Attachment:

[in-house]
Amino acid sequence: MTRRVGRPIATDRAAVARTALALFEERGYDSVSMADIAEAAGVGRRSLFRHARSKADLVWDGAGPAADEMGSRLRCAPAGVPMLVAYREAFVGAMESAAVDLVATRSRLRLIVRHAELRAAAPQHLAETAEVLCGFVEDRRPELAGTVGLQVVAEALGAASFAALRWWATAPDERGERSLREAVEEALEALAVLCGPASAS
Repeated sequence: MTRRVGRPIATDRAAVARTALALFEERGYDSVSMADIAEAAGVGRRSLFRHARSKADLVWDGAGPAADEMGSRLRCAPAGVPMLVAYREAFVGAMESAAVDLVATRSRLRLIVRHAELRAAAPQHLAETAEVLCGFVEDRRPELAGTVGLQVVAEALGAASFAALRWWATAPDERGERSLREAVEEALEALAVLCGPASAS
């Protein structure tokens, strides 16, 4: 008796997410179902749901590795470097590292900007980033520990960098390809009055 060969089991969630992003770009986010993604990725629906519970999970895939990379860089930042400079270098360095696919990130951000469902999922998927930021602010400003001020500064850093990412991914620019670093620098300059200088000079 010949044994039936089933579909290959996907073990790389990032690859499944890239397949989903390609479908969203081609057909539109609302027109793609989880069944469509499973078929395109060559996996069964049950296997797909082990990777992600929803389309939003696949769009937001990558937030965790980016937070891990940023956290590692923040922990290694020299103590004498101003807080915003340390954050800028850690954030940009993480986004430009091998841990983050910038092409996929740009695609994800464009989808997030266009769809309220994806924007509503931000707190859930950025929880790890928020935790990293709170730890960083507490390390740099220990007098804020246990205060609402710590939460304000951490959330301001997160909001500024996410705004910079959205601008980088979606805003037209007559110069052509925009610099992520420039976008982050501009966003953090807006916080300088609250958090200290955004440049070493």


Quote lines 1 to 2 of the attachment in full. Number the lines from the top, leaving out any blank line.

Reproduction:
[in-house]
Amino acid sequence: MTRRVGRPIATDRAAVARTALALFEERGYDSVSMADIAEAAGVGRRSLFRHARSKADLVWDGAGPAADEMGSRLRCAPAGVPMLVAYREAFVGAMESAAVDLVATRSRLRLIVRHAELRAAAPQHLAETAEVLCGFVEDRRPELAGTVGLQVVAEALGAASFAALRWWATAPDERGERSLREAVEEALEALAVLCGPASAS